Abruzzo Erickson syndrome (medical condition): A genetic disorder characterized by a combination of features including cleft palate, coloboma and deafness.
Abruzzo Erickson syndrome
# Cleft palate # Deafness # Eye abnormality # Iris defect # Reduced vision # Abnormal fusion of the two main forearm bones # Protruding ears # Short stature # Coloboma # Cleft palate # Deafness # Eye abnormality # Iris defect # Reduced vision # Abnormal fusion of the two main forearm bones # Protruding ears
1. Conductivehearing loss 1. Externalauditory canal disorders 1. Atresia of external auditory canal 2. Impacted cerumen 3. Otitis externa 4. Exostosis 5. Masses 2. Middle ear disorders 1. Acuteand chronic otitis media 2. Otitis media with effusion 3. Tympanic membrane perforation 4. Hemotympanum 5. Tympanosclerosis 6. Ossicular chain defect, disruption,or fixation 7. Cholesteatoma and other middle earmasses 2. Sensorineural hearing loss 1. Sensorineuralhearing loss without associated abnormalities 2. Sensorineural hearing loss with associatedabnormalities 3. Chromosomal disorders 4. Inner ear malformations 1. Labyrinthineaplasia 2. Common cavity malformation 3. Cochlear malformations 4. Large vestibular aqueduct 5. Prematurity 6. Hypoxic-ischemic encephalopathy 7. Bilirubin encephalopathy (kernicterus) 8. Infection 9. Trauma 10. Drugs 11. Perilymph fistula 12. Neoplasm 13. Ménière disease 14. Unknown 3. Mixed hearing loss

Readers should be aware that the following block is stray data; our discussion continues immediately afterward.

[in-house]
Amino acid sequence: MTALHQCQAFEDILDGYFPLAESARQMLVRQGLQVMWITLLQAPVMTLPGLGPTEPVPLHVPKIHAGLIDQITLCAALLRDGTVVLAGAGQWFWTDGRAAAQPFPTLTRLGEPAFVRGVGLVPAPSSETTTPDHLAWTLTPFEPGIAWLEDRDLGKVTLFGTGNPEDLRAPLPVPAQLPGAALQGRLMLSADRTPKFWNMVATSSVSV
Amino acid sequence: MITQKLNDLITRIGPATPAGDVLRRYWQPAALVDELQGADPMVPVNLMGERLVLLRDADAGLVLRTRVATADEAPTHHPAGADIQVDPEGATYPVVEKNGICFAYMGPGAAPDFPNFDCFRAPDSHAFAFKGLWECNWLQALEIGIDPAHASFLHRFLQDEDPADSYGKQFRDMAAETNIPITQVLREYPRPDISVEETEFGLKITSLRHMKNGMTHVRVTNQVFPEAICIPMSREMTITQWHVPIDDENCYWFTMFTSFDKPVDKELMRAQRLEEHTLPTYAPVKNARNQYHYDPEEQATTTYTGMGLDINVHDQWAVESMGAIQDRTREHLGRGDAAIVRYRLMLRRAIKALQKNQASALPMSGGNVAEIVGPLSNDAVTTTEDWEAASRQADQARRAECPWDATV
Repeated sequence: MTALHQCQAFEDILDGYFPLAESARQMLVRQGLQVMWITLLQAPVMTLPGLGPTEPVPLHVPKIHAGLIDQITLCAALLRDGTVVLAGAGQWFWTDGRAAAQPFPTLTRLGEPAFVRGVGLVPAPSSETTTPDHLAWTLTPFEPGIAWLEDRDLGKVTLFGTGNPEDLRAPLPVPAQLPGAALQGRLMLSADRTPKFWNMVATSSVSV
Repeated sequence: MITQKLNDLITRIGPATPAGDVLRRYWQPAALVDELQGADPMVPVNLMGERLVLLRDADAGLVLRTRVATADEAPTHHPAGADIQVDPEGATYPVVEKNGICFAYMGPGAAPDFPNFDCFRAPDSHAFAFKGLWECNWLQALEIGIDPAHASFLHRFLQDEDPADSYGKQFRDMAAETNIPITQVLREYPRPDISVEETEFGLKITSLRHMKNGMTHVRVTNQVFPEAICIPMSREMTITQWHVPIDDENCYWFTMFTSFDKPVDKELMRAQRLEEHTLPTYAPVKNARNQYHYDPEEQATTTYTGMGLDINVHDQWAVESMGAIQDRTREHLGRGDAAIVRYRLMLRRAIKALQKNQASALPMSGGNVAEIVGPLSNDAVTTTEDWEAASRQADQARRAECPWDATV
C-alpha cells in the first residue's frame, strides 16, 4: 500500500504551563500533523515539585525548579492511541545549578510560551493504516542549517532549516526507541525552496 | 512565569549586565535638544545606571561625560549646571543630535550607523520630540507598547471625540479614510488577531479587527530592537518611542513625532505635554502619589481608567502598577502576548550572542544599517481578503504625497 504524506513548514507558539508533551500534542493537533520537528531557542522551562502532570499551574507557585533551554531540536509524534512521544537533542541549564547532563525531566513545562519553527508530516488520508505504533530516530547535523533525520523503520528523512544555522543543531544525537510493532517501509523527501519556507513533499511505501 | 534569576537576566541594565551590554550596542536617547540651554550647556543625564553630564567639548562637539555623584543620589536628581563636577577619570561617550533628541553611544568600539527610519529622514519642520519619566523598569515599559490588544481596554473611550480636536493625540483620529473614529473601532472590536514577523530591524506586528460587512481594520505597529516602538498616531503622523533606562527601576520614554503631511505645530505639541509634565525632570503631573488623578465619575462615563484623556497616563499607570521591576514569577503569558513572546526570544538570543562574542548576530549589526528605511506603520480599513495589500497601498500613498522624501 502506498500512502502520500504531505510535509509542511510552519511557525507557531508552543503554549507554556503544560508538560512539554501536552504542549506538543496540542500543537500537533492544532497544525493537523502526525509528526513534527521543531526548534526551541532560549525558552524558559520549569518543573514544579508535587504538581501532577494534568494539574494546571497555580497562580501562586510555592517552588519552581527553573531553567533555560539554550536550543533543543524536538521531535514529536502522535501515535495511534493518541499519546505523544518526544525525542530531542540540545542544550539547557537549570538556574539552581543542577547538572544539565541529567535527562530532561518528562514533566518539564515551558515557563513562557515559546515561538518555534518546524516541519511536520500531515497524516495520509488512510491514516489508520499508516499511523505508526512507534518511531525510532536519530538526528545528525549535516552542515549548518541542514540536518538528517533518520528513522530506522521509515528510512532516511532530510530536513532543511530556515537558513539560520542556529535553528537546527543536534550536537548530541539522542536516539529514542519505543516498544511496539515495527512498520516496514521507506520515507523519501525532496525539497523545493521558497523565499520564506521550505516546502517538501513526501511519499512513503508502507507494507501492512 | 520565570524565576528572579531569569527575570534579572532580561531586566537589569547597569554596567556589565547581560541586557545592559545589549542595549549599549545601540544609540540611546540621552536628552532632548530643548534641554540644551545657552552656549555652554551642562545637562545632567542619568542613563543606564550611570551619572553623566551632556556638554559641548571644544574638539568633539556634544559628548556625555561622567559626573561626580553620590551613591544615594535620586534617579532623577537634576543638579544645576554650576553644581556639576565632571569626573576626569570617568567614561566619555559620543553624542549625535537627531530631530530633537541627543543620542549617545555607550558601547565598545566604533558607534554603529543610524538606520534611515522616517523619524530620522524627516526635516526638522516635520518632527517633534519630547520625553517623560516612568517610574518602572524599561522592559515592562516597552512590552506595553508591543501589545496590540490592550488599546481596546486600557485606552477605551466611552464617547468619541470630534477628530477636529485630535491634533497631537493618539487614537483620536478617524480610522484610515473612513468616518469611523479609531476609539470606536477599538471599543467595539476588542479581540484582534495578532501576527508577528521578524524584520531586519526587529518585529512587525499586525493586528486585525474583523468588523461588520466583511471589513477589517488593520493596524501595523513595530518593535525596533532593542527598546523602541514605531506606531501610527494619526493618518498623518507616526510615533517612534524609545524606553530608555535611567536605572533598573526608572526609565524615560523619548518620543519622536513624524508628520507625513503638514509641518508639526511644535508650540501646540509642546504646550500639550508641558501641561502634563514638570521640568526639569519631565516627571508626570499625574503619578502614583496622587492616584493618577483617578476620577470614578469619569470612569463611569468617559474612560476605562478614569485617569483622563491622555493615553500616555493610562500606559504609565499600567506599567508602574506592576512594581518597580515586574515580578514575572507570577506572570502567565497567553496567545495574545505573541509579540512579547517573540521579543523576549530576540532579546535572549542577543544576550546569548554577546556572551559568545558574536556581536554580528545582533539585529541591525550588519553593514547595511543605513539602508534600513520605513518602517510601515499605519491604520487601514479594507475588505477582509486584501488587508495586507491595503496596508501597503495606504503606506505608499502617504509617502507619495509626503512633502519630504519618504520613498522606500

1. Is it unilateral or bilateral? Unilateral deafness may be due to local conditions such as wax, a foreign body, otitis media, or ruptured drum, or it may be due to neurologic conditions such as Ménière\'s disease, acoustic neuroma, or multiple sclerosis. Bilateral deafness is more likely due to otosclerosis, acoustic trauma, presbyacusis, or drug toxicity. 2. Are there abnormalities on otoscopic examination of the ear? It is very important to do a thorough examination of the ear, as one may find wax, foreign body, otitis media, cholesteatoma, or ruptured drum. 3. Is there associated vertigo? The presence of vertigo should make one think of Ménière\'s disease or some neurologic condition such as acoustic neuroma, multiple sclerosis, or basilar artery insufficiency. 4. What are the results of the Rinne test? Normally, the Rinne test should show a 2 to 1 ratio of air to bone hearing. In otosclerosis, the ratio approaches 1 to 1, but in sensory neural deafness the ratio is preserved at 2 to 1. In unilateral deafness, the Weber test is helpful. This will lateralize to the affected ear if the problem is a conductive deafness, and it will lateralize to the good ear if the problem is a sensory neural deafness.